A Manifold is an n-dimensional topological space which is locally Euclidean; meaning that the vicinity around each point resembles Euclidean space. So for an n-dimensional manifold, the space around each point is topologically equivalent to the Euclidean space of dimension n. Thus, one of the main objectives of studying manifolds is to find different methods to distinguish manifolds from each other. Although such a feat is much easier to do in higher dimensions, it becomes increasingly difficult in low dimensional topology – the realm of shapes and forms which we are familiar with.
To illustrate this idea, consider two different manifolds, a circle and a closed loop. Although they are different manifolds, they are topologically the same. However, a ball and a closed loop, such as a donut are topologically different. One way to underscore the differences or similarities is to implement the Loop Test. No matter where the loop is tied around the ball, the tighter and tighter the loop gets, it will eventually fall off the ball. This phenomenon does not occur for a donut, whose surface is called a “torus.” No matter how tight the loop gets, the string will not fall off the donut unless the shape/surface of it is disrupted or cut. Thus, it can be seen that these two entities are different topologically.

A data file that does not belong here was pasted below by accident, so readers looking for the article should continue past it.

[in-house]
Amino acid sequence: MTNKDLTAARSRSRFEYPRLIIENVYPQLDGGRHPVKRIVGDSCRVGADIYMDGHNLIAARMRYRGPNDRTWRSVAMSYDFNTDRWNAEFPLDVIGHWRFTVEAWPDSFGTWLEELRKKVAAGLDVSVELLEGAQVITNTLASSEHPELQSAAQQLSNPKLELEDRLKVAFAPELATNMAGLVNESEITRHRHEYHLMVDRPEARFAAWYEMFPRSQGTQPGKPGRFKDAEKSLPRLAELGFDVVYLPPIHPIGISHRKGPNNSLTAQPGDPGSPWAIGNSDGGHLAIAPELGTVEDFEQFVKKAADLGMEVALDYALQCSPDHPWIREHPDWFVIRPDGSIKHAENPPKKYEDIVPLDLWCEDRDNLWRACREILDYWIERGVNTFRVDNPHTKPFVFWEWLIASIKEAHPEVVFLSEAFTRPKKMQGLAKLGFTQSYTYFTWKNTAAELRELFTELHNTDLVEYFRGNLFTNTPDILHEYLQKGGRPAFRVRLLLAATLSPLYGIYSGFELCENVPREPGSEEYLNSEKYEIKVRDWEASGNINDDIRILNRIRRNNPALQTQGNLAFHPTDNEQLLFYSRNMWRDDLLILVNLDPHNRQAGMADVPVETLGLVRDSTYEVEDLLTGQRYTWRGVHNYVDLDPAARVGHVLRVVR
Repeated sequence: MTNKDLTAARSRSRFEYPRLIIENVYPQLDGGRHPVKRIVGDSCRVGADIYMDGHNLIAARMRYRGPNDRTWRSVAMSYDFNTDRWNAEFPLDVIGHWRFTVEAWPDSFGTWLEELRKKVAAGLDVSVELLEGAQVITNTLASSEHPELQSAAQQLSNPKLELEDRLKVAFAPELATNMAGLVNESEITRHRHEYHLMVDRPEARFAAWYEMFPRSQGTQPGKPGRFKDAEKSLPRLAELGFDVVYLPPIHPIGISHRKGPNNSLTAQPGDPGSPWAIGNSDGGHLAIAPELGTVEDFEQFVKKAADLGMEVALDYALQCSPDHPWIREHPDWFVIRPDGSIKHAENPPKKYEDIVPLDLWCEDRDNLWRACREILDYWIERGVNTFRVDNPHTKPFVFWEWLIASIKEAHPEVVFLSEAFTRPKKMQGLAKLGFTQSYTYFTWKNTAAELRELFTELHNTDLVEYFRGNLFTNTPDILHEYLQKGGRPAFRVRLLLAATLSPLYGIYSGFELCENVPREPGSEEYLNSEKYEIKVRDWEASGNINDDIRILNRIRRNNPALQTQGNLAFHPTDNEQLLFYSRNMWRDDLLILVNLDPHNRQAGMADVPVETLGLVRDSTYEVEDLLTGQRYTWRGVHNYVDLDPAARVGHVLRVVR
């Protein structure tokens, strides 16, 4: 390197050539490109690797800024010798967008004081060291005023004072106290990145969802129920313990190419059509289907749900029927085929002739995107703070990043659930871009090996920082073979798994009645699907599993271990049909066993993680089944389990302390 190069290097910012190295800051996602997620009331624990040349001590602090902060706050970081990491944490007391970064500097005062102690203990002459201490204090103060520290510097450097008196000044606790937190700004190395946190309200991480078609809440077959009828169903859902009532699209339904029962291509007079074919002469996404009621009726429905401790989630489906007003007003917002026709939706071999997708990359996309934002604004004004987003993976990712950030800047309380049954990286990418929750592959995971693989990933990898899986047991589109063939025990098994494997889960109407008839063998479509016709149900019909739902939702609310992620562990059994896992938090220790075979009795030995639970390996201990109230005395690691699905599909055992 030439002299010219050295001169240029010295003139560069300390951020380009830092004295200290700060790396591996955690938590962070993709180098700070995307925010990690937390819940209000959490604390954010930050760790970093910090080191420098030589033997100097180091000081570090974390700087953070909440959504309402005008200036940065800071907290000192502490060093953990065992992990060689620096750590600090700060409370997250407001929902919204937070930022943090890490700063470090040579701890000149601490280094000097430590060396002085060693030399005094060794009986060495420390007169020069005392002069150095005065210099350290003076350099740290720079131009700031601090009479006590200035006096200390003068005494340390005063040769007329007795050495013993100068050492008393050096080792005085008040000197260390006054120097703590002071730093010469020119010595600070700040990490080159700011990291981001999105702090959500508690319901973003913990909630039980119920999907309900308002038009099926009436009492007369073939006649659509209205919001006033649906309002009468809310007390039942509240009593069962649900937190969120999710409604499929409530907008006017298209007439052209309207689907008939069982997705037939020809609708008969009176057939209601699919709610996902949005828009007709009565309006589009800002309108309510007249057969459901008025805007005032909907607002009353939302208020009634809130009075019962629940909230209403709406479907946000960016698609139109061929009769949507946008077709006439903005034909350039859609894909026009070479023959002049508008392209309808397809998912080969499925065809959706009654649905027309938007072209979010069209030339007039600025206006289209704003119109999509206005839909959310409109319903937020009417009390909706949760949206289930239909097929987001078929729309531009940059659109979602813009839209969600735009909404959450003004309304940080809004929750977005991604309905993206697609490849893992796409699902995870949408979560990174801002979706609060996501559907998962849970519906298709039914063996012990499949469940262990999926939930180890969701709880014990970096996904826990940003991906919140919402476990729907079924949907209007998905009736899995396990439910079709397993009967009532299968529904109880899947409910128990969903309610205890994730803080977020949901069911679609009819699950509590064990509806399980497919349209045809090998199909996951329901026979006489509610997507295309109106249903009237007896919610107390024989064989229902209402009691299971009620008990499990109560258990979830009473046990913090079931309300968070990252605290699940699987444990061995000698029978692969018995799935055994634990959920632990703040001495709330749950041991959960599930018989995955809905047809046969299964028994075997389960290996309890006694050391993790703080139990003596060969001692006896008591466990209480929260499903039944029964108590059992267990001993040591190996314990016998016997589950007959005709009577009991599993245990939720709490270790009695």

Apart from dimensional classification, manifolds can also be distinguished through many other properties such as whether it is compact or non-compact, connected or disconnected, smooth or complex. Thus, understanding Manifolds is crucial for the study of geometric and topological analyses.